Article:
Update — August 25th: Following an uproar over news that his HBO documentary series gave an uncritical platform to 9/11 conspiracy theorists, Lee has released a statement suggesting he is going to re-edit that episode. “I’m Back In The Editing Room And Looking At The Eighth And Final Chapter Of NYC EPICENTERS 9/11➔2021½,” Lee wrote (via Deadline). “I Respectfully Ask You To Hold Your Judgement Until You See The FINAL CUT. I Thank You.”

Do the Right Thing director Spike Lee is doing us wrong. His new HBO documentary series NYC Epicenters: 9/11-2021½ provides a platform to the notorious conspiracy theorists Architects and Engineers for 9/11 Truth, and when Lee was pressed on why by the New York Times, the filmmaker suggested he thought the attacks on the World Trade Center towers might have been an inside joint.

“I mean, I got questions,” Lee said. “And I hope that maybe the legacy of this documentary is that Congress holds a hearing, a congressional hearing about 9/11.”

As he somewhat erroneously explained, “The amount of heat that it takes to make steel melt, that temperature’s not reached. And then the juxtaposition of the way Building 7 fell to the ground — when you put it next to other building collapses that were demolitions, it’s like you’re looking at the same thing.”


These concerns have been repeatedly debunked. It is true that steel melts at between 2,300 and 2,800 degrees Fahrenheit, and that jet fuel burns at around 1200-1500 degrees Fahrenheit. But — and this should be obvious to anyone who has seen a blacksmith at work — steel loses its structural integrity long before it turns into a puddle. In fact, at around 1100 degrees Fahrenheit, steel is deprived of about 50% of its strength.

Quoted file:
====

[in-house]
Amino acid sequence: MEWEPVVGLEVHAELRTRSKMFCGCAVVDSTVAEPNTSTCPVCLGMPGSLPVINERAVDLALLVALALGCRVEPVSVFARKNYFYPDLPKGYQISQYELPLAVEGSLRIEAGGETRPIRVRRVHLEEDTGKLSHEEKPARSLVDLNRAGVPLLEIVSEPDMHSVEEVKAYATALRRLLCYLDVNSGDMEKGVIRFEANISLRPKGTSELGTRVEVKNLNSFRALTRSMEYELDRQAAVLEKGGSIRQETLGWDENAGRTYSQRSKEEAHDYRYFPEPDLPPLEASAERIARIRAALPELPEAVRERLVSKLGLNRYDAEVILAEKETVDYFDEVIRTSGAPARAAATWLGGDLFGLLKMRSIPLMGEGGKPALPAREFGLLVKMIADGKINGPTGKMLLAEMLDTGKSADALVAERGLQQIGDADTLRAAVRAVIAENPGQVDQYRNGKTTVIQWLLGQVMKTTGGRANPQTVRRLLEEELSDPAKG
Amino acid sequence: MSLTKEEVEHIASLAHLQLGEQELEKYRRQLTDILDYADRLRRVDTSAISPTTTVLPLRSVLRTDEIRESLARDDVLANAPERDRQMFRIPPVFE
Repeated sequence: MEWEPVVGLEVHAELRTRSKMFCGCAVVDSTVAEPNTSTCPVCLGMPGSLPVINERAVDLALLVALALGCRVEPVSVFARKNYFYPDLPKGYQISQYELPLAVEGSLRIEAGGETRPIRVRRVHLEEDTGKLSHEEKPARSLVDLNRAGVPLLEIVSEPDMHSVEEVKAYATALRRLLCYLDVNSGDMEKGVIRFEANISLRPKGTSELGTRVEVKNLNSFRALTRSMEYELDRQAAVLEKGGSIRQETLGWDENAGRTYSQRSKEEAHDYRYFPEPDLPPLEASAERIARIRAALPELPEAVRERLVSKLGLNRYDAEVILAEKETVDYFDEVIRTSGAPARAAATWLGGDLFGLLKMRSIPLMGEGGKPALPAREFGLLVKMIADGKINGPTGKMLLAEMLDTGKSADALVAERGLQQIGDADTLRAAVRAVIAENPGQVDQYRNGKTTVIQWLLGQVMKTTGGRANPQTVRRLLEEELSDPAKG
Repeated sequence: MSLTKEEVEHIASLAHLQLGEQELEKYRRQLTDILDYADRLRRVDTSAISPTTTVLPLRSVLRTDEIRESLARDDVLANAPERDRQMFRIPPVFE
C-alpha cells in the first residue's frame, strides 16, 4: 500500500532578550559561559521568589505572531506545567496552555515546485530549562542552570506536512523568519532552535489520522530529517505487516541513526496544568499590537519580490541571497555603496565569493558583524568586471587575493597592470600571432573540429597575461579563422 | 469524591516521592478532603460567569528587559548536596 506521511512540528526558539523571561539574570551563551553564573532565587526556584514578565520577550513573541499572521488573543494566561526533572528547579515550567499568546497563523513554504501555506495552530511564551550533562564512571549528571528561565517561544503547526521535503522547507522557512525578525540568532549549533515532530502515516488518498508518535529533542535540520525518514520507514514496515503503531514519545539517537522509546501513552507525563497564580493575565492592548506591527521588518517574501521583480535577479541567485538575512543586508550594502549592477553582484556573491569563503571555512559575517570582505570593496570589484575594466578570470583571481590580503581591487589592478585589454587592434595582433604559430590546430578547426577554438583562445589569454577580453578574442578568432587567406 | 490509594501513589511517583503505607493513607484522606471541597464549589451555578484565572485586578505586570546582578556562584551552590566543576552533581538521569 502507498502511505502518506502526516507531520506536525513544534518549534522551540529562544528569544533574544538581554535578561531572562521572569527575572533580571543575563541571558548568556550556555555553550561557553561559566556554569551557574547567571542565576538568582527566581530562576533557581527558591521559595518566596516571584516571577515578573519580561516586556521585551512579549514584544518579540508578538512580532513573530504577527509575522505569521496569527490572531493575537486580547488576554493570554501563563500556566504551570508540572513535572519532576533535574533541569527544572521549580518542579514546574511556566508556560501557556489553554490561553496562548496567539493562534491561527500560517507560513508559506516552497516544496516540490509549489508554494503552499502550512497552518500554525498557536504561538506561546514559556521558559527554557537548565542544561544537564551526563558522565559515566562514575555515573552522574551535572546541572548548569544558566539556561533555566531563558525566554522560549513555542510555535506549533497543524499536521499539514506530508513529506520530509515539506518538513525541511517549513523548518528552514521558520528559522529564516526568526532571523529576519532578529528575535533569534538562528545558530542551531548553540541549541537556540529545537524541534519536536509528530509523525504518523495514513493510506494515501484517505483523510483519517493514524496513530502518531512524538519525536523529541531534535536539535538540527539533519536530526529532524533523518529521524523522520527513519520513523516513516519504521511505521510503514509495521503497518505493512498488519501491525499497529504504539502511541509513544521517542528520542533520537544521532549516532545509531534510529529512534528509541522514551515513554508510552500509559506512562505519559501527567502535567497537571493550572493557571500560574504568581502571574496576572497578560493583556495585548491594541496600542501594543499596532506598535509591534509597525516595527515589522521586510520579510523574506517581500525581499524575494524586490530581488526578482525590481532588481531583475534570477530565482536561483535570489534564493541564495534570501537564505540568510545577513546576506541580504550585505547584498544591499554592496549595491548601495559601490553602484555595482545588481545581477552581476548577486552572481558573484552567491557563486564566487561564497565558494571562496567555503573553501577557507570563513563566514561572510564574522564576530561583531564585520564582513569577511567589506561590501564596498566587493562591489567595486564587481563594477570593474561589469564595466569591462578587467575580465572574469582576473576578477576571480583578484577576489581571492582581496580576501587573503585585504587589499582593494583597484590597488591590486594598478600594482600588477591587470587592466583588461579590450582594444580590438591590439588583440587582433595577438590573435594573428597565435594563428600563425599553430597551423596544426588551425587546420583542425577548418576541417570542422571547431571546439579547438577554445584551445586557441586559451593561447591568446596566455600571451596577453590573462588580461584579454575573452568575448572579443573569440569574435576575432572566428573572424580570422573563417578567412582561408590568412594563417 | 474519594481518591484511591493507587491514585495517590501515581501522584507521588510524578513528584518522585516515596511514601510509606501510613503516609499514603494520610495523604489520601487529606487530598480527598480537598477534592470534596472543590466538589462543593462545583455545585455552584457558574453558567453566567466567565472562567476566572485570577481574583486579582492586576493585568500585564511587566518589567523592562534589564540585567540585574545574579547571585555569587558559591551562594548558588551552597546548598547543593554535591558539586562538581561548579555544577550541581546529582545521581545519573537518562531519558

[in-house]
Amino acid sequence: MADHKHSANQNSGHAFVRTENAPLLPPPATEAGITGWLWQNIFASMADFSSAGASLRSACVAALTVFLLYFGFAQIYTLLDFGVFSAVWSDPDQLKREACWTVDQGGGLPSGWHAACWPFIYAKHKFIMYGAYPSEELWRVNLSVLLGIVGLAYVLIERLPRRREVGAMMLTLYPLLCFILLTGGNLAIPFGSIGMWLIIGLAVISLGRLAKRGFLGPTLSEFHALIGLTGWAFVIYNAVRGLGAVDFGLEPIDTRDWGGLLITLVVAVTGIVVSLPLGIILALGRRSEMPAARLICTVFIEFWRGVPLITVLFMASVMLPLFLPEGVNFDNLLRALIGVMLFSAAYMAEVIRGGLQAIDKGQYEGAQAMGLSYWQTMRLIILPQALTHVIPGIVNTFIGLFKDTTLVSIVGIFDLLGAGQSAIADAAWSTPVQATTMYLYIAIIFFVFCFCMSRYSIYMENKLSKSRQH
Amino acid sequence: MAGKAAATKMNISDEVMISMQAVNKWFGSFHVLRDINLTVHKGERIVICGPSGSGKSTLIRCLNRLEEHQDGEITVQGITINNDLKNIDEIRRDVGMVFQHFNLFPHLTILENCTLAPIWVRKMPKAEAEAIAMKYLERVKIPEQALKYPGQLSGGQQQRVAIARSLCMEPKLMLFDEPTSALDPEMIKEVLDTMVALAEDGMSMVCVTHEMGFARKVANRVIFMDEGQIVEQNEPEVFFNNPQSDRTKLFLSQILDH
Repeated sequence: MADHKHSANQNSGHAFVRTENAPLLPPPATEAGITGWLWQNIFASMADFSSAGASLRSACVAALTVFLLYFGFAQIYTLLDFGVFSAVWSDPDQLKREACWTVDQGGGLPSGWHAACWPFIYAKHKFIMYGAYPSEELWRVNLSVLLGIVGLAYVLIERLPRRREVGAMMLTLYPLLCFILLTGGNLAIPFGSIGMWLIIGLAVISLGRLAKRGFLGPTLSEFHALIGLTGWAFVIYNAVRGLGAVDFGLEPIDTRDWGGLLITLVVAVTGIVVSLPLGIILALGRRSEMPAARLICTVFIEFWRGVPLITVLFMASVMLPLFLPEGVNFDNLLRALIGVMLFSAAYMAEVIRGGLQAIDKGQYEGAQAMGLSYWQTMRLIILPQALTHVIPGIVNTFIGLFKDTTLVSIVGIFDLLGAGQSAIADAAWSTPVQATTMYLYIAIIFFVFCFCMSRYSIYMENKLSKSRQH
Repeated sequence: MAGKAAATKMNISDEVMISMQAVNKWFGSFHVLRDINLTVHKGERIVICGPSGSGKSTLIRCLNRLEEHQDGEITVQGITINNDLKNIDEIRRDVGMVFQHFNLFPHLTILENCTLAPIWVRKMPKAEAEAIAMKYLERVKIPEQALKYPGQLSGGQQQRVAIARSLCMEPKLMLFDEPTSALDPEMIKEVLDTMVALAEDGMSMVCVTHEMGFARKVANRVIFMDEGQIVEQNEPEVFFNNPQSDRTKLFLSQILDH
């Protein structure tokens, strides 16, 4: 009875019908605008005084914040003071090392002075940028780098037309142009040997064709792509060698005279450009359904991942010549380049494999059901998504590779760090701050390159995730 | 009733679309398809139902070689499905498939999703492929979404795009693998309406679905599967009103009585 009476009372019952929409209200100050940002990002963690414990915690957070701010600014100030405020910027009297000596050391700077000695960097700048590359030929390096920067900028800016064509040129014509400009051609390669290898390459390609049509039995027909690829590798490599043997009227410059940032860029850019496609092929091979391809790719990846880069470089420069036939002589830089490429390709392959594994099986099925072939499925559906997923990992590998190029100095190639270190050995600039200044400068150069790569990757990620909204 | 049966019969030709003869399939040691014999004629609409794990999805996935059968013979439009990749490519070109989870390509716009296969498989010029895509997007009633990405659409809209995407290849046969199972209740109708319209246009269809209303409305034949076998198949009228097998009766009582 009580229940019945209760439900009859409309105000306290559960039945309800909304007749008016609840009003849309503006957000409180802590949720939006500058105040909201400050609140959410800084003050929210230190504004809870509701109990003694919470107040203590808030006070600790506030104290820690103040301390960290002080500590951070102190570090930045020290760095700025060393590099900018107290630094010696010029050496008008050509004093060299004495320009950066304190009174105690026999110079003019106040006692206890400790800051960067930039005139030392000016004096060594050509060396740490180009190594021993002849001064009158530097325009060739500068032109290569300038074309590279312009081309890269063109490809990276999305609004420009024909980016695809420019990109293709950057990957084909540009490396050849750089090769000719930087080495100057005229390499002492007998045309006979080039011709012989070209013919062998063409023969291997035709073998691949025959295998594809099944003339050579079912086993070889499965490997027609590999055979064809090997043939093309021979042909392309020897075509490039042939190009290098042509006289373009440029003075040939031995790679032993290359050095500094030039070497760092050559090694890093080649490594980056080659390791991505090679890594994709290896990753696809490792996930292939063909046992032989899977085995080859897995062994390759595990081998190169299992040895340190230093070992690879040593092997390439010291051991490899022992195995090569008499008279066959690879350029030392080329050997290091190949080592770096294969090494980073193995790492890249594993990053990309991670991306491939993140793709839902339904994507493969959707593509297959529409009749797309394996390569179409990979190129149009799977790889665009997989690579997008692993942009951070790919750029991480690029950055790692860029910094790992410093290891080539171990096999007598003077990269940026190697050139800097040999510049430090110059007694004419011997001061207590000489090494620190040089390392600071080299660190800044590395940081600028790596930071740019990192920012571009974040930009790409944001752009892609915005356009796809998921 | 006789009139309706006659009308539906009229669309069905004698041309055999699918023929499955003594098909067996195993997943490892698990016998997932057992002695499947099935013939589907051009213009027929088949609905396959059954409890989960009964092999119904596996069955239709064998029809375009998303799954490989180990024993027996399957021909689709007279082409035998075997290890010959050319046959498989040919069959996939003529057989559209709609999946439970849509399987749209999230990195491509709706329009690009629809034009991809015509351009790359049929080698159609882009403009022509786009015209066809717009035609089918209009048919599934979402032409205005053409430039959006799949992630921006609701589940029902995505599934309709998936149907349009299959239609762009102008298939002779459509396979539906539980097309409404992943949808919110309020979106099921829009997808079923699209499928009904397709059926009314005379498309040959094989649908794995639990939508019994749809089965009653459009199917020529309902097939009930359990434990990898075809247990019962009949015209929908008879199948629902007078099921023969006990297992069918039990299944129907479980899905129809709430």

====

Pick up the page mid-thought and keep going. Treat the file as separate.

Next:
Once you take into consideration the curtains, rugs, and furniture ignited by the jet fuel, the total temperature likely reached another 200-400 degrees hotter — more than enough to turn those rigid beams into bendy straws. As the structure buckled, the exterior support columns were pulled inwards, causing the floor to collapse downwards. This created a pancaking effect, leading to a total progressive collapse. For more on how easily steel can be bent at 1,800 degrees Fahrenheit, check out a video demonstration.

Having not gotten that far in his own research, Lee framed the inclusion of conspiracy theories as merely supplying information. “People going to make up their own mind,” he said. “My approach is put the information in the movie and let people decide for themselves. I respect the intelligence of the audience.”


As interviewer Reggie Ugwu pointed out to Lee, “You don’t say ‘make up your own mind’ about whether or not the vaccine is poison, or ‘make up your own mind’ about whether Joe Biden was legitimately elected.”

Lee replied, “People are going to think what they think, regardless. I’m not dancing around your question,” he said, before proceeding to cha-cha like Rita Moreno in West Side Story. “People are going to think what they think. People have called me a racist for Do the Right Thing. People said in Mo’ Better Blues I was antisemitic. She’s Gotta Have It, that was misogynist. People are going to just think what they think. And you know what? I’m still here, going on four decades of filmmaking.” That’s all true, even if it’s hardly an answer to the question

New York Epicenters: 9/11-2021½ is a four-part series, and the first episode debuted on HBO on Sunday, August 22nd. Up next for the acclaimed filmmaker is All Rise, a musical about the origins of Viagra.